Overturning injustice, freedom from slavery, striving for equality, and a sustainable environment are all signs of the kingdom. When our desire for these things grows we know we are in the presence of God’s kingdom. But we need to open ourselves to the constant transforming presence of God’s Spirit so that our desire for these things will grow; where the human meets the Godly and is changed in the process; when God’s heart grows in us and is manifested in our lives in an unmistakable way. We need to seek God’s kingdom first, and make sure our lives are beacons of God’s kingdom ahead of everything else they may be. The kingdom has to be first. Either we seek the kingdom first, or we don’t seek it at all.

Question to Consider
What does seeking the kingdom first mean for our big and small economic decisions?

Prayer
Almighty Father, help me see the ways, big and small, in which I can join with your coming kingdom in transforming lives both near to me and far across your world. In Jesus’ name, Amen.

Conclude with Silence (2 minutes)


Day 4 – What I Pay Versus What It Costs Others

Silence, Stillness and Centering before God (2 minutes)

Scripture Reading – 1 John 3:17

The cheapest price. The biggest saving. The best bargain. These seem to be the main considerations thrown at us when we are thinking of spending our money. Advertisers appeal to us through the attraction of a cheaper price, a bigger saving. We are pressed to make sure we save, that we pay the cheapest price, that whatever happens, we get our money’s worth. But perhaps we need to ask ourselves: are others getting their money’s worth? Will the purchase of this item – this t-shirt, that phone, this cup of coffee – result in others in this world, responsible for putting this product in front of me, getting their money’s worth? Am I, in my purchases, looking at the transaction through a kingdom lens? Am I looking at the path the item has taken to get to me, or am I just asking what it’ll cost me?

Because, if we are honest, looking deeply at who pays and what it costs others will no doubt cost us more in some way, and, more often than not, if we were to take this seriously, it will cost us financially. Perhaps we will end up paying more for some things; maybe we will end up switching brands or companies – or even away from ‘brands’ altogether. And it will cost us time, the time taken to find out more, to see who is affected, and how. The ease, convenience – and cheapness – of consuming the way we do needs to be held up to the compassion, fairness and welfare that the kingdom of God demands from its citizens – and demands its citizens fight to achieve for others, especially for those in no position to fight for themselves.

Questions to Consider
What does sacrificial kingdom living look like in a global marketplace? How is your wallet a repository of God’s redeeming grace?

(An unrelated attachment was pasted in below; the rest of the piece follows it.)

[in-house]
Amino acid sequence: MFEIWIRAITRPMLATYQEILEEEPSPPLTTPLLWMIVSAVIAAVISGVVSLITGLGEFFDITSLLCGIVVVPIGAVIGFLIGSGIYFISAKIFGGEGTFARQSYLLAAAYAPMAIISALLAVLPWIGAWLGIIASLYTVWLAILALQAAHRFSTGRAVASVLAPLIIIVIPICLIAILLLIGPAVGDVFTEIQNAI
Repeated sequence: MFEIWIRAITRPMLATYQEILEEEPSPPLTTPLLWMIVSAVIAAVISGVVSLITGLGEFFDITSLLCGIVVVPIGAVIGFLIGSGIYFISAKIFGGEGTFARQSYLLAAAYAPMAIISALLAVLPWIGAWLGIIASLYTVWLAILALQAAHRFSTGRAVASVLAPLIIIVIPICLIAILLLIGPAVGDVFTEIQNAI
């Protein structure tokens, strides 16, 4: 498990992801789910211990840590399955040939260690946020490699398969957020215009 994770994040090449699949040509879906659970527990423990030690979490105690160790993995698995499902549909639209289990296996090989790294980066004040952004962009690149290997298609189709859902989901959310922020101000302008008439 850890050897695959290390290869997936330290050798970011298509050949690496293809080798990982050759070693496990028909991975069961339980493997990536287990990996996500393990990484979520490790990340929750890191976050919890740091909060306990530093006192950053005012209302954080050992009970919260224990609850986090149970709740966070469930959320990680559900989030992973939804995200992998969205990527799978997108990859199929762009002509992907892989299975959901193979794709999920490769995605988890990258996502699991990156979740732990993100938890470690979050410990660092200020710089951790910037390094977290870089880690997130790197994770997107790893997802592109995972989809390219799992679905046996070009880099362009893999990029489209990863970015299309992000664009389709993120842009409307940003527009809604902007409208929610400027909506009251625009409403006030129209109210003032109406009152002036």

Prayer
Gracious God, give me a greater hunger for justice and equality and greater vision to see the places where I can make a difference. Amen.

Conclude with Silence (2 minutes)


Day 5 – What Do You Believe?

Silence, Stillness and Centering before God (2 minutes)

Scripture Reading – Job 26:7-14

There are two questions that stem from all of this. Do we actually believe God is big enough and capable enough to have something to say about the current economic, social and environmental imbalances plaguing the world? Do we actually think it is possible for our human economic systems, financial institutions and societies to be placed at God’s feet, and to be redeemed by his kingdom power, and renewed into entities that serve the wellbeing of everyone in every society? Do we think what we label “spiritual realities” have any relation at all to our conduct in the marketplace? Or is everything just too damaged and messed up to ever be used for God’s purposes?

The second question follows on from our answer to the first. Are we actually prepared to offer our lives – our entire lives, every thought and action – as a channel through which God can redeem every part of our world, restoring people and places, redeeming structures and institutions, and transforming people and societies? Do we believe things can actually change, and that God is calling us to lead that change through the power of his Spirit? Do we believe that such change is just as equally carried on through our small daily words and actions at work, at school, at home, in the marketplace, online, as it is through larger scale action, group initiative, and institutional change? Do we actually believe in God’s power to change us? Do we genuinely believe things can change? Will we genuinely offer ourselves as agents of change?

Question to Consider
What is your view of God’s power and his will for this world we share?

Prayer
Lord God, come to us and change us, transform us; make us see the true redeeming power that you have poured out on this broken world. Show us the true possibilities inherent in your love. In Jesus’ name, Amen.

Conclude with Silence (2 minutes)